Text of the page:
Over the summer, the House Un-American Activities Committee subpoenaed a series of Black community leaders to state their opposition to Robeson’s comments. The hearings culminated with the testimony of Jackie Robinson, who had integrated Major League Baseball two years earlier. Symbolically, Robinson’s appearance reassured white moderates that the nation was well on its way to achieving racial equality. It also reassured them that the fiery rhetoric emanating from figures like Robeson and William Patterson – including the use of the term fascism to describe the nation’s intentional treatment of African Americans – was mere extremism.
Later in life, Robinson said he regretted having appeared. But his testimony reflected the cautiousness of mainstream Black leadership, like the NAACP, toward Robeson and his more radical circles. Indeed, according to historian Marilynn S Johnson, mainstream organisations thought Black leftists were too focused on police violence, to the neglect of other issues.
Peekskill, New York, about 40 miles north of Manhattan, was, in the words of one of Robeson’s biographers, “a typically mainstream blue-collar place” – a phrase which in American parlance means, essentially, white and working class. Surrounding the town of about 17,000 were little summer vacation communities made up of “left-wing sympathisers … mostly Jewish”. That made Lakeland Acres picnic ground an appealing spot for Robeson’s management to arrange a concert for August 27.
When the booking was announced just two weeks before the performance, Peekskill’s local newspaper ran a series of red-baiting articles condemning “Robeson and his followers”. The concert organisers attempted to mount the show on the 27th, but people from the town blocked access to the location, as local police officers looked on without intervening. In a preview of what was to come, rocks and epithets were hurled at arriving concertgoers. Riding in a car with friends, Robeson made it as far as the edge of the ground, but when his fellow passengers saw what was happening, they pushed him to the floor and drove off, despite his protests.
In the days following the sabotaged concert, Robeson expressed his anger, targeting the police in particular, whose support of the attackers he labelled “a preview of American storm troopers in action”. The concert would go on, he said, on the following Sunday of September 4. Persistence in the face of violence and threats of more violence, he said, could mark “a real turn in the anti-fascist struggle”.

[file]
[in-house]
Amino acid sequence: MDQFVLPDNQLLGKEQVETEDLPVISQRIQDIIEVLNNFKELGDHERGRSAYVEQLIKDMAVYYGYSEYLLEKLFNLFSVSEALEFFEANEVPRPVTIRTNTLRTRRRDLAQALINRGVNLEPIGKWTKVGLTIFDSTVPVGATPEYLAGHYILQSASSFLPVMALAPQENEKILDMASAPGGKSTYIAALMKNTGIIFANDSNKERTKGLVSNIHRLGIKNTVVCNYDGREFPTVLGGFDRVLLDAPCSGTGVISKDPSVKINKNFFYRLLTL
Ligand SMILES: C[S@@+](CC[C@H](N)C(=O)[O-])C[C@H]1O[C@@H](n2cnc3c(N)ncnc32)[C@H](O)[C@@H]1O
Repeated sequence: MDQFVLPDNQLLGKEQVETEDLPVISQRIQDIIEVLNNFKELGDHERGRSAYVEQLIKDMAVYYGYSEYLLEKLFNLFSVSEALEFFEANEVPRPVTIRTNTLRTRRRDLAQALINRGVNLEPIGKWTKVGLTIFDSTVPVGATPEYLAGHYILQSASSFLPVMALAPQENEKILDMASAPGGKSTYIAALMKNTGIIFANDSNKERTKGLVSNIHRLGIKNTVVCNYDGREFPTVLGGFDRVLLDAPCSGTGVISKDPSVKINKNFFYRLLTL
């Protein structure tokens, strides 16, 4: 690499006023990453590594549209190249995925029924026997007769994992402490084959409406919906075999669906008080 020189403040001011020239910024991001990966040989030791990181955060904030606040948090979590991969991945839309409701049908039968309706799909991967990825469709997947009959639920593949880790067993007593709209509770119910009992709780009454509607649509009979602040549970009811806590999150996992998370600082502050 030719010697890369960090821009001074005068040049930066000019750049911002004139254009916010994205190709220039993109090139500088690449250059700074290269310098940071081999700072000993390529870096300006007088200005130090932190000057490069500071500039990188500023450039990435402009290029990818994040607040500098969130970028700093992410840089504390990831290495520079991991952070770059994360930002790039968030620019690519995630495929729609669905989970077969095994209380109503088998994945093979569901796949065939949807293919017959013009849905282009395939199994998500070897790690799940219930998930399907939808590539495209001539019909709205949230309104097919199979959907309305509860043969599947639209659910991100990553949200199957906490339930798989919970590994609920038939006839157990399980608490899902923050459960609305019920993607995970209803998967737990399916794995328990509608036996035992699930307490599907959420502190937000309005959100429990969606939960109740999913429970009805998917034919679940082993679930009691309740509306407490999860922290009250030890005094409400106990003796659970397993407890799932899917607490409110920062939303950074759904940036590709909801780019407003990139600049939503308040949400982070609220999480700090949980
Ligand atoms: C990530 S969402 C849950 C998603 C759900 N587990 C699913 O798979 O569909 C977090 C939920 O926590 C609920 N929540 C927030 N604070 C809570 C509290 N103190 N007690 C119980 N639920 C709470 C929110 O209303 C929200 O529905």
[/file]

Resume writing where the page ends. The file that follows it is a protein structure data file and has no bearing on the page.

September 4 would prove the hurricane to August 27’s summer thunderstorm. The night before the performance, two effigies of Robeson were burned near the concert grounds. Concertgoers arrived to shouts of “We’ll kill you!” from hostile protesters, a solid 8,000 strong. Anti-Black and anti-Semitic invective reverberated all over. Some attendees may have naively felt more secure when they noticed a state police command post, four ambulances and a helicopter circling in the sky. Robeson performed ringed by union members scanning the crowd and the environs; some noted men with rifles in trees and on hills surrounding the concert grounds. Still, the singer completed his set.
The brutality began afterwards and this time it was well-choreographed. Police directed exiting cars to a single road that led away from the grounds, a deliberate diversion that sent the audience members’ vehicles between townspeople waiting on each side of the thoroughfare, armed with rocks, bottles, and in some cases, knives.
Objects flew, shattering car windows. Some drivers and passengers were forcibly dragged from their cars and assaulted. They yelled “Give us Robeson! We’ll string that big n****r up!” “Dirty n****r lovers!” “Jew-k****!” and dozens of other racist and anti-Semitic jeers, some captured on tape by a CBS radio crew.
Witnesses reported dozens of police – state and local – taking part in the attack; images from the scene show them bringing down batons on a Black man. Many injuries required hospitalisation; in some cases, rioters got in their own cars and followed fleeing audience members, attempting to prevent them from reaching area hospitals. Somehow, no one died.
After the riot, New York Governor Thomas Dewey expressed his support … for the police. Although the violence was unfortunate, he said, “communist groups obviously did provoke this incident”. Robeson, in contrast, slammed the state police as “fascist storm troopers who will knock down and club anyone who disagrees with them”.
But outside of some corners of the Black press and labour newspapers, vocal support was tough to find. According to a grand jury convened in October, “Communism … and communism alone” lay behind the events; racism and anti-Semitism were not mentioned. Even A Philip Randolph, the civil rights leader who in 1963 would organise the March on Washington, blamed Robeson for exploiting the incident and called it “not racial”.
Two years after the Peekskill riots, Robeson presented a petition to the United Nations under the title “We Charge Genocide”. The text, written by Patterson, argued that racist violence was not a primitive aberration, the atavistic behaviour of white yokels in the South, but an ongoing, nation-wide, state-enforced process of legal lynching: “Once the classic method of lynching was the rope. Now it is the policeman’s bullet. We submit that the evidence suggests that the killing of Negroes has become police policy in the United States and that police policy is the most practical expression of government policy.”
Genocide was not only the provenance of Nazi Germany. Identifying fascism in their home country allowed Robeson, Patterson and the other signatories to the petition, which included the families of victims of both police violence and lynching, to depict racism as both systematic and innately lethal – and global.
When Americans think of the beginning of the civil rights movement, they tend to think of Rosa Parks and Martin Luther King Jr, of young Southern Black people being beaten and hosed in the streets of Southern towns. But part of the reason we identify these indisputably brave, brilliant figures as the movement’s founders is the suppression of radical and communist-affiliated voices like Robeson’s, who used the word fascism to centre state-sponsored racist violence, evident across the nation, in the fight for racial justice.
By invoking it, Black leftists portrayed American racism not as a problem of southern monsters and as-yet-unawakened, innocent whites around the country. Instead, they presented it as a deliberate application of force – North, South and worldwide – to maintain the existing power structure. For them, Peekskill was a perfect example.